“What have you heard? What have you seen?”

I think I was 10 years old when I saw Edward Scissorhands for the first time.  I was young enough and clueless enough that I knew who precisely none of the actors in the film were. It was the first film that I can recall sweeping me up into the story and being really beautiful and really sad at the same time. It probably screwed up my perception of romance for life. I carried it around in my memory as a favourite for a really long time without seeing it again for years, before I obtained my own VHS copy (and later, inevitably, DVD.  Eventually I even had the chance to see it at the cinema).

Edward Scissorhands was also the first time that I realised that music can make or break a film. The opening tune haunted me for a long time, and still, for me, no other film has been scored so perfectly. When I was older I bought the soundtrack on CD and listened to it all the time. At 16, I was already a sucker for every score and soundtrack going – the bulk of my music collection was (and to some degree still is) made up of film rather than albums. I could already pick a Danny Elfman score out of a line-up – but then I could also pick out Rachel Portman (Chocolat remains a favourite bit of music), John Barry, James Horner, Michael Nyman. When I was living in France, aged 18, I bought both the Sleepy Hollow score and the Chocolat score and they (along with Dido, St Germain and loaned copies of the score of The Red Violin and the Mystery Train soundtrack) were my music for the three months I was there.

Long story short: film music. Love it. And Danny Elfman’s work on Tim Burton’s films is at the core of that.

I found out by accident, months ago,that the Royal Albert Hall (RAH) was hosting the world premiere of a concert of Danny Elfman’s Music from the films of Tim Burton (excuse the slightly unwieldy title, but that’s what it’s called).  I was a) really excited and b) almost too late to get a decent ticket. That lateness and excitement is what led to me forking out more for a concert ticket than I ever have, and it’s a decision I don’t regret.

Or, "
Or, “All my favourite noise”

The site hadn’t released the behind-the-choir/almost-no-view seats yet; I’d never been to the RAH before; and Coffee Monster isn’t really a fan of Elfman or Burton, so I ditched the idea of getting a ticket for him as well and tapped out my card details for the only sitting-alone seat left on the chart (on the RAH site, the only other seats left were two pairs. There were literally five seats left.) I didn’t particularly check where it was in the room except to ascertain that I could see the stage a bit. And then I stopped being excited and forgot about it until about a week before the performance.

Have you ever looked around you and thought ‘This. This is my happy place,’ and felt absolutely content?  That’s what happened when I found myself in a box (a BOX! I’ve never had such a seat before) at the RAH, shared with three lovely, RAH-first-timer, French Elfman fans, a glass of Jack Daniels in my hand, with a perfect view of the screen (showing clips from the films and Burton’s sketches), the orchestra, choir, theramin player, pianist and conductor, and the music from my favourite film score in my ears. If I take nothing else away from the (amazing) evening, it was worth it for that moment.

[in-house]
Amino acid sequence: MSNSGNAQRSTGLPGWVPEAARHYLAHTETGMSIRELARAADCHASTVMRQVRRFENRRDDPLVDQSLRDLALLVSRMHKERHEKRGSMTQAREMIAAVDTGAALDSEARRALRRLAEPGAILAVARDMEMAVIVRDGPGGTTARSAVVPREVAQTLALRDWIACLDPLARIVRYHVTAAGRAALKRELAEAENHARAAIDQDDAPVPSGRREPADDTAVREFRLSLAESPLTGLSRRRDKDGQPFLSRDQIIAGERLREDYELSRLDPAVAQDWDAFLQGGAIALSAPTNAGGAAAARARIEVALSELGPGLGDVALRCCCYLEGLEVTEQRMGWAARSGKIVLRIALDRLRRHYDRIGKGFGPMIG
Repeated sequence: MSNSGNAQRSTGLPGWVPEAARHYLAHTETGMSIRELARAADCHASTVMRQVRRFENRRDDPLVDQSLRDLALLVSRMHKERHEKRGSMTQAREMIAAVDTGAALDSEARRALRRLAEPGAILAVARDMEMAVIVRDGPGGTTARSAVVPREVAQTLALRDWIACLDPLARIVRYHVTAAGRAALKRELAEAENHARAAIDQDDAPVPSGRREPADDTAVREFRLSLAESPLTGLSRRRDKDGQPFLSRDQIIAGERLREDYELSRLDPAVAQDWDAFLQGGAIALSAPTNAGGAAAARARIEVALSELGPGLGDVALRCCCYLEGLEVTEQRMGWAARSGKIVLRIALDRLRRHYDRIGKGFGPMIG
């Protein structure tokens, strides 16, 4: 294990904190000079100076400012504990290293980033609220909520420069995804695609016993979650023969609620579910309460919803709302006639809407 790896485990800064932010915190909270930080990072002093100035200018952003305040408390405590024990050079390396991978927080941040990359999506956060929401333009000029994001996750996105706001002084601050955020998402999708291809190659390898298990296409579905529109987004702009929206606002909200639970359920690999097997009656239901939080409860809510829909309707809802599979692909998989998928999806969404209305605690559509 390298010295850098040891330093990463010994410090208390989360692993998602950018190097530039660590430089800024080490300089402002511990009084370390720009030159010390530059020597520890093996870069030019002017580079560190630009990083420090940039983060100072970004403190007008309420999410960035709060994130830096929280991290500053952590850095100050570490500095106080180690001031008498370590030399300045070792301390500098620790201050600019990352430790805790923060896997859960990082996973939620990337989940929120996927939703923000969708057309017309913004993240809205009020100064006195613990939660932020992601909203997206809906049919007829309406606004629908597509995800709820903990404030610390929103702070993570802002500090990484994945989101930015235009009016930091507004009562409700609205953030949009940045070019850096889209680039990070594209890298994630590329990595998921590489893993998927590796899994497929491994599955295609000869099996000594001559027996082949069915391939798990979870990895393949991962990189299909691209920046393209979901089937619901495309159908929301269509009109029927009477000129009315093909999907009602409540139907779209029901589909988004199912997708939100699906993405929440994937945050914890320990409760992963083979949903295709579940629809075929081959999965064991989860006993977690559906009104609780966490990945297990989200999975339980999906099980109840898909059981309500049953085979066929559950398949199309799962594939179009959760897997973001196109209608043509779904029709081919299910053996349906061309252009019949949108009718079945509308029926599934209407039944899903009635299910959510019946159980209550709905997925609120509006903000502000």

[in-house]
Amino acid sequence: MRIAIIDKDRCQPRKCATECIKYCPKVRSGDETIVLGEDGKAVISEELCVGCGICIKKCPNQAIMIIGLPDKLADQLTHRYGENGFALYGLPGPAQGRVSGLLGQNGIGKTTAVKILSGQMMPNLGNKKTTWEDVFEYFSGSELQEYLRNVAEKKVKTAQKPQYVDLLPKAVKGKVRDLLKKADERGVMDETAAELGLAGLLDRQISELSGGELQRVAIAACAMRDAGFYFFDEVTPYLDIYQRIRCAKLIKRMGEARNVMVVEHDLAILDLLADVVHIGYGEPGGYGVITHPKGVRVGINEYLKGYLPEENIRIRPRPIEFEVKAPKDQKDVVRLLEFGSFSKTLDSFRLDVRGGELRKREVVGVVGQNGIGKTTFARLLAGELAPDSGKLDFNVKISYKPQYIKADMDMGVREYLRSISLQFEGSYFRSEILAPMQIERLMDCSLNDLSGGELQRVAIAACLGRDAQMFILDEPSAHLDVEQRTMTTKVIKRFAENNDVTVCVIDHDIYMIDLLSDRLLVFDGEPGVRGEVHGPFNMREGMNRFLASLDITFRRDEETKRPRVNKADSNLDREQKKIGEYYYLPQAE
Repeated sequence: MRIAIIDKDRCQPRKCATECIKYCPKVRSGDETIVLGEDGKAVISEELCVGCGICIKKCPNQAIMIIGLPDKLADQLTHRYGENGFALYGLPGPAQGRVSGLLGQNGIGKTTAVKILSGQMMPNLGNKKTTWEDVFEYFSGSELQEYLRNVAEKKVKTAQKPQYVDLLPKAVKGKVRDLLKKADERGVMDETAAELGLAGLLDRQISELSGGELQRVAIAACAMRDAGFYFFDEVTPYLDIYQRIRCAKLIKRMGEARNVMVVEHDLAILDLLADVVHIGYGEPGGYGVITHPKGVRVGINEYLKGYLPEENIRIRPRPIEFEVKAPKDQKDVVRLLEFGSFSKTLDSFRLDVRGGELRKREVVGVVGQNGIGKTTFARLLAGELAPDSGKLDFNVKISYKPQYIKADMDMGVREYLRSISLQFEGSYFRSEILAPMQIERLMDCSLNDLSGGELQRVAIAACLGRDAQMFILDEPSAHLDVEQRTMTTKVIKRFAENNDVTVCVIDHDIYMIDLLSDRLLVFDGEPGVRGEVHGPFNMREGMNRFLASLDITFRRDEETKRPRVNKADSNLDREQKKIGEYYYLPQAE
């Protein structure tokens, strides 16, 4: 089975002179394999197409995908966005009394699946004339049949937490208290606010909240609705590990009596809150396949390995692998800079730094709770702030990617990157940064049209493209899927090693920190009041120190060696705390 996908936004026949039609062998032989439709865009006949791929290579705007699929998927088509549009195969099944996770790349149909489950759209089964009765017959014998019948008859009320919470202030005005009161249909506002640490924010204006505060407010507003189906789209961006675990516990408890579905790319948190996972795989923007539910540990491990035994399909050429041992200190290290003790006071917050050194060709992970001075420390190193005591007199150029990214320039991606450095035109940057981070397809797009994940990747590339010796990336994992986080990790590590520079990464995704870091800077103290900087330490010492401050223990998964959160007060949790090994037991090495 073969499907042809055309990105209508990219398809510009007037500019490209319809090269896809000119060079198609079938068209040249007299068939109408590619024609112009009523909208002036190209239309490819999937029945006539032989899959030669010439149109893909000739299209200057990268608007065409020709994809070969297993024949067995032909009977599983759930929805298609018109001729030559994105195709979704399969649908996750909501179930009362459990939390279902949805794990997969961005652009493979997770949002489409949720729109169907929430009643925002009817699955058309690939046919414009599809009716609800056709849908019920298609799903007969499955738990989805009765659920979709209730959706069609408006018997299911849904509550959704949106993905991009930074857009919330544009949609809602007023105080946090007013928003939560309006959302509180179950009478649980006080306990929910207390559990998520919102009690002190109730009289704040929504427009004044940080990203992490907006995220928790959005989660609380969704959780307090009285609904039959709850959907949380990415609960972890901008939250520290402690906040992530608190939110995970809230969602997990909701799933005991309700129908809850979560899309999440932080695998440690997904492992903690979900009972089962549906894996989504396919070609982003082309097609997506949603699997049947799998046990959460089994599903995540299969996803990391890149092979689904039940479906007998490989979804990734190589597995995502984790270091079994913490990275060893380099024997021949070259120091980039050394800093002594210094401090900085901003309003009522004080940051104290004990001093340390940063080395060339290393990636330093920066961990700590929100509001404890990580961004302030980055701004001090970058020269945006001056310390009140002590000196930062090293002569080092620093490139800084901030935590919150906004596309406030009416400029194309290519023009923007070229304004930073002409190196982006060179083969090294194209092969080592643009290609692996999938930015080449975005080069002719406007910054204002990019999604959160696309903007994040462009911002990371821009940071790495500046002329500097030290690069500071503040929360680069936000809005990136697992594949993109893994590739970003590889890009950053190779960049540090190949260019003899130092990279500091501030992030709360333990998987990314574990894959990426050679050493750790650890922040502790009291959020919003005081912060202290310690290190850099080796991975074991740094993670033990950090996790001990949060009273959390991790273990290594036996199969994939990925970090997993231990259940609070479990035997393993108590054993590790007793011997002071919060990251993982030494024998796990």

I mean, I get a bit overwhelmed (in the best way) watching and listening to orchestras live – there is something basically powerful about that many musicians playing together. Also I’m nostalgic about it (ex-violin player and Youth Orchestra member here). But this was just breathtaking.

(I was going to put up the only picture I took of the night here, but it’s a bad picture and the one in my head is way better.)

The rest of the evening, by which I mean…

– all the film suites, including the opening sequence which started things perfectly;

– the lead violinist – who I wish I could name, but I didn’t get a programme and can’t find a definite name online –  getting Edwardo the Barber spot on (I was literally leaning forward with my mouth hanging open);

– the theramin player, the harpist, the pianist;

– actually, the entire BBC Concert Orchestra and the Maida Vale Singers;

– the bone-chilling opening chords of Batman;

– the lyricism of the Big Fish music, a film I haven’t watched in years;

– the absolutely haunting rendition of Alice’s Theme (Alice in Wonderland, duh), sung solo by a young choirboy (again, no name);

– Elfman himself singing Jack’s songs from Nightmare Before Christmas, particularly What’s This with the film sequence playing in the background so Jack Skellington is basically lip-syncing;

– Elfman also announcing, camera in hand and entirely sincerely, that it was the best moment of his life –it must have been incredible to see fans of a career spanning 20 years filling the hall and whooping and clapping.

– a visibly nervous, but very charming, Helen Bonham Carter singing Sally’s Song;

– conductor John Mauceri putting on a Santa hat and singing the part of Sandy Claws for the Oogie Boogie Man encore;

 – Tim Burton appearing at the end;

– walking through the crowd to my bus stop 20 minutes away and eavesdropping on all the earnest and happy and intellectual conversations about film music (not a word of criticism to be heard, by the way)…

… this was all just icing on the cake.

Oh, what, you expected some sort of unbiased review? No chance. And as nice as it would have been to share the experience with someone, going by myself was a large part of it, because going alone and being anonymous added to me being able to lose myself in the music. It also means there are no other opinions or criticisms to blur my rose-tinted, black-and-white striped memories of the night, which I will always, always treasure.

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